History of Casa Mexilio
Welcome to the house that still strikes a dominant chord in Yucatan’s cultural, political, and artistic life… as it did in past centuries.
Built by Vicente Solis Leon for two of his sons and their wives, the Classical Venetian-inspired townhouse looks east toward the colonial spires and belfries of Merida’s historic center four blocks away. He was also architect and builder of the Lighthouse of the nearby Port of Progresso, first lighted in 1897.
The Solis Family’s principal manorial house and land holdings was the famous and legendary Xcanchakan Hacienda, located near the ruins of Mayapan about an hour south of the city, where, coincidentally, one of Casa Mexilio’s present owners was born to poor Mayan workers bound to the land.
In 1900, one of Yucatan’s intellectuals, the historian, journalist and politician, Serapio Baqueiro Preve, died here. His literary work detailed the horrors of that fifty-three year long struggle between The Maya and the Spanish, which we know as the Caste War of Yucatan.
Filled with the trappings and echos of other centuries, this is where, in 1936, President Lazaro Cardenas debated the conditions of Mexico’s expropriation of the Henequen Haciendas with the unhappy hacienda owners.
CASA MEXILIO is a mix of memories and themes of the lives of those who have inhabited its rooms. It is elegant and at the same time homey and genial. She wears her age well and with some style and is a green, comfortable and tranquil oasis in the heart of a hurried city.
Shortly after its centennial year, the neglected and empty home was rescued, restored and recycled into an award-winning, one-of-a-kind hotel — historic, small, stylish — and affordable.
XCANCHACAN HACIENDA’S CONNECTION TO CASA MEXILIO
Jorge was born on the hacienda. He remembers it as a happy place because his grandfather was a very important man, living in a well built house with a roof of French tiles, located near the Big House.
One of his aunts lived in a dwelling perched on a high rock shelf with views of the plaza where the white processed sisal was put out to dry. I remember visiting her one day. Of course, in the early 80s things had changed a lot. But I remember that she gave Jorge a chair. These party chairs were hung from the high ceiling and painted with a mixture of lime and water to ward off insects. It was one of the few things that remained from the happy times of fiestas and corridas. Today it can be found in the hotel, and will tell its story, if you ask.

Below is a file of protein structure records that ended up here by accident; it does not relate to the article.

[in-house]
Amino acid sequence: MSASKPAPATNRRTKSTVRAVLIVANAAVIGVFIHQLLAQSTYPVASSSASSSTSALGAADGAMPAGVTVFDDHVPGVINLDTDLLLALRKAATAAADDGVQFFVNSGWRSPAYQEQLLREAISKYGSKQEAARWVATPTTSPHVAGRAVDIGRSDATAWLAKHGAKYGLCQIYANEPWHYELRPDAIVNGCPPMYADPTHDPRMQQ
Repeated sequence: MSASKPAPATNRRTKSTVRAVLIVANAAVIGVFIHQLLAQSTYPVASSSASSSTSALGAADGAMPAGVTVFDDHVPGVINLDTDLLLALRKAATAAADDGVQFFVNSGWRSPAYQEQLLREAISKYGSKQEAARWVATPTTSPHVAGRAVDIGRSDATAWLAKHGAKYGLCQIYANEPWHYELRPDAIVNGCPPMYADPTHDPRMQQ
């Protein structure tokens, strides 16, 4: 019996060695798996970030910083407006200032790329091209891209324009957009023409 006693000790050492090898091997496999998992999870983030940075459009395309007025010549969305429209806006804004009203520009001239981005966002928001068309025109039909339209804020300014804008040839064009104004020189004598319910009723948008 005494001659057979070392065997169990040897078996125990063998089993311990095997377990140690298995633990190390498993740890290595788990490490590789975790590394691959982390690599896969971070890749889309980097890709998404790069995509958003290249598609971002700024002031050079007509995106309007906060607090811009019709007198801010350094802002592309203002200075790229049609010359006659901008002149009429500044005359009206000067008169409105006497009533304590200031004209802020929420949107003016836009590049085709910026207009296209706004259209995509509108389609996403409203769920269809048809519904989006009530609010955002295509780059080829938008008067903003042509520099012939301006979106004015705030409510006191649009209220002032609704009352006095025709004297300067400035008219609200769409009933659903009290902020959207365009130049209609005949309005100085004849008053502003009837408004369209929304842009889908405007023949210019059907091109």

Fernando Solis Camera was the owner of both Xcanchacan Hacienda and the mansion at 495 68th Street (now Casa Mexilio) and Jorge occupies a room which once belonged to its lord and master. It’s the same room where President Lazaro Cardenas met with Fernando Solis and his comite of hacendados to debate the terms of the Expropriation Decree of all of Yucatan’s haciendas in 1936.
After the Decree and subsequent breakup of the haciendas by Presidente Gral. Lazaro Cardenas, the brothers, Fernando and Pedro, left Merida with their families and moved to Mexico City, making their residencies there.
Back at the hacienda: For Jorge’s family, the relative wealth, excellent standing in the community, privileged address, large house and preferential job description of his grandfather, Feliciano Camara, was a mystery. He was president of the gremio which planned and put on the large fiestas. And he was always heading important meetings in the Main Hacienda Building. They say that he was tall and well educated, a lover and owner of many horses, well-respected — and he had the same last name as the former owner of the hacienda — Camera. Things happen, as they say.
His first wife died, leaving several young children, and when he remarried he chose Hortensia Yam Flores — Jorge’s grandmother — who is still alive today at 109 years. Here she is on the left side of the photograph.
A marble stone containing the names of Don Fernando and his wife, Ema Gomez, marks their graves within the large free standing capilla near the front gate of the Hacienda Xcanchacan.